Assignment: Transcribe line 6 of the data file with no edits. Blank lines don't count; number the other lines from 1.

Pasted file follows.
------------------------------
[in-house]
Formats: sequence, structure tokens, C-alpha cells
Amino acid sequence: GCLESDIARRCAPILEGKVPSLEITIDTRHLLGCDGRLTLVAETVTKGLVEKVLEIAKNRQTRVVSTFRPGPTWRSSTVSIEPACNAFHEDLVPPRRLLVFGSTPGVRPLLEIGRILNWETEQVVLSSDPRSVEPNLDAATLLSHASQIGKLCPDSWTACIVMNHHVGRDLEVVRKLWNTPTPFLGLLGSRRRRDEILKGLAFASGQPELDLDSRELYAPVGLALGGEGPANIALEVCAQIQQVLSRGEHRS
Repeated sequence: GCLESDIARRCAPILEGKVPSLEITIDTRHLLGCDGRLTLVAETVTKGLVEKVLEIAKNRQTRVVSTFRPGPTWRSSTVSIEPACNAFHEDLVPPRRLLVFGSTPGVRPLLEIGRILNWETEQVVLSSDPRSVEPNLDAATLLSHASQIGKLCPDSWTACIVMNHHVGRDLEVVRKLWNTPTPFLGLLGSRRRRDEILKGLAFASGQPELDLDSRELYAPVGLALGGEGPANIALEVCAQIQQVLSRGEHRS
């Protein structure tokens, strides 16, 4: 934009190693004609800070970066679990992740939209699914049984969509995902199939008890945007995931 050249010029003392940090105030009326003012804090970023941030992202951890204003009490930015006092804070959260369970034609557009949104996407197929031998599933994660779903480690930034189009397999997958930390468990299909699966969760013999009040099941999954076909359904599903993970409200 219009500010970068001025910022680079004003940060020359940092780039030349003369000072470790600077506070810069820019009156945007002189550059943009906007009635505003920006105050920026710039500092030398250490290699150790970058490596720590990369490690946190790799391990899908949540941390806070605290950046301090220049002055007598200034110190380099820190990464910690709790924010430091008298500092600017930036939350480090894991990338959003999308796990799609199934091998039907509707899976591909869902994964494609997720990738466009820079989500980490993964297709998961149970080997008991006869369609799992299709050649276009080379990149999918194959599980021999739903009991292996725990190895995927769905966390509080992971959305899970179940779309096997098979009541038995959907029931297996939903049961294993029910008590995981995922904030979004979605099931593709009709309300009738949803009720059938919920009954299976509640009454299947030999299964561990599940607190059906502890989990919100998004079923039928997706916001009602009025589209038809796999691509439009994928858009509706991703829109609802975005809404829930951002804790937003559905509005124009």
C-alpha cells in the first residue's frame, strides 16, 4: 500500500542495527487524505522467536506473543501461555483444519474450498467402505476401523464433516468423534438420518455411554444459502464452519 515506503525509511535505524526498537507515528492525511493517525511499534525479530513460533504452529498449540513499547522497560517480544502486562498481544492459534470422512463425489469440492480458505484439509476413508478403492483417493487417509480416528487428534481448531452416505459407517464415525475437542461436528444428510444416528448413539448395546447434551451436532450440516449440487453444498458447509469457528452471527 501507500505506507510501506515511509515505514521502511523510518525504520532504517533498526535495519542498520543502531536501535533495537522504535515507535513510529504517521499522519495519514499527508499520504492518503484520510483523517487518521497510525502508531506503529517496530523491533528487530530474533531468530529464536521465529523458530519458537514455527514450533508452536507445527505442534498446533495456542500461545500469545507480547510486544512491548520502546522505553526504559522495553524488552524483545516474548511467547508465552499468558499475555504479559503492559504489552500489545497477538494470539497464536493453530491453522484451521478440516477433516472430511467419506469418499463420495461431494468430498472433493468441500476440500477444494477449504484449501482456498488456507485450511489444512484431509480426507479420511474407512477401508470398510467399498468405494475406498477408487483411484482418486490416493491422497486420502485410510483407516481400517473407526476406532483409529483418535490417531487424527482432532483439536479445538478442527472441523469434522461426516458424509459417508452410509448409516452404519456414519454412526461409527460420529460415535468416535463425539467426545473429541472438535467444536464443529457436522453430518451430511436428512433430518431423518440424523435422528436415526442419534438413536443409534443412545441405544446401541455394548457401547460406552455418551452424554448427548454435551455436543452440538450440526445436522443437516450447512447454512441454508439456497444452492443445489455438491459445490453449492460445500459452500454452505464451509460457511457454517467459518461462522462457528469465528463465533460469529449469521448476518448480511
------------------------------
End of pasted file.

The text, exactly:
C-alpha cells in the first residue's frame, strides 16, 4: 500500500542495527487524505522467536506473543501461555483444519474450498467402505476401523464433516468423534438420518455411554444459502464452519 515506503525509511535505524526498537507515528492525511493517525511499534525479530513460533504452529498449540513499547522497560517480544502486562498481544492459534470422512463425489469440492480458505484439509476413508478403492483417493487417509480416528487428534481448531452416505459407517464415525475437542461436528444428510444416528448413539448395546447434551451436532450440516449440487453444498458447509469457528452471527 501507500505506507510501506515511509515505514521502511523510518525504520532504517533498526535495519542498520543502531536501535533495537522504535515507535513510529504517521499522519495519514499527508499520504492518503484520510483523517487518521497510525502508531506503529517496530523491533528487530530474533531468530529464536521465529523458530519458537514455527514450533508452536507445527505442534498446533495456542500461545500469545507480547510486544512491548520502546522505553526504559522495553524488552524483545516474548511467547508465552499468558499475555504479559503492559504489552500489545497477538494470539497464536493453530491453522484451521478440516477433516472430511467419506469418499463420495461431494468430498472433493468441500476440500477444494477449504484449501482456498488456507485450511489444512484431509480426507479420511474407512477401508470398510467399498468405494475406498477408487483411484482418486490416493491422497486420502485410510483407516481400517473407526476406532483409529483418535490417531487424527482432532483439536479445538478442527472441523469434522461426516458424509459417508452410509448409516452404519456414519454412526461409527460420529460415535468416535463425539467426545473429541472438535467444536464443529457436522453430518451430511436428512433430518431423518440424523435422528436415526442419534438413536443409534443412545441405544446401541455394548457401547460406552455418551452424554448427548454435551455436543452440538450440526445436522443437516450447512447454512441454508439456497444452492443445489455438491459445490453449492460445500459452500454452505464451509460457511457454517467459518461462522462457528469465528463465533460469529449469521448476518448480511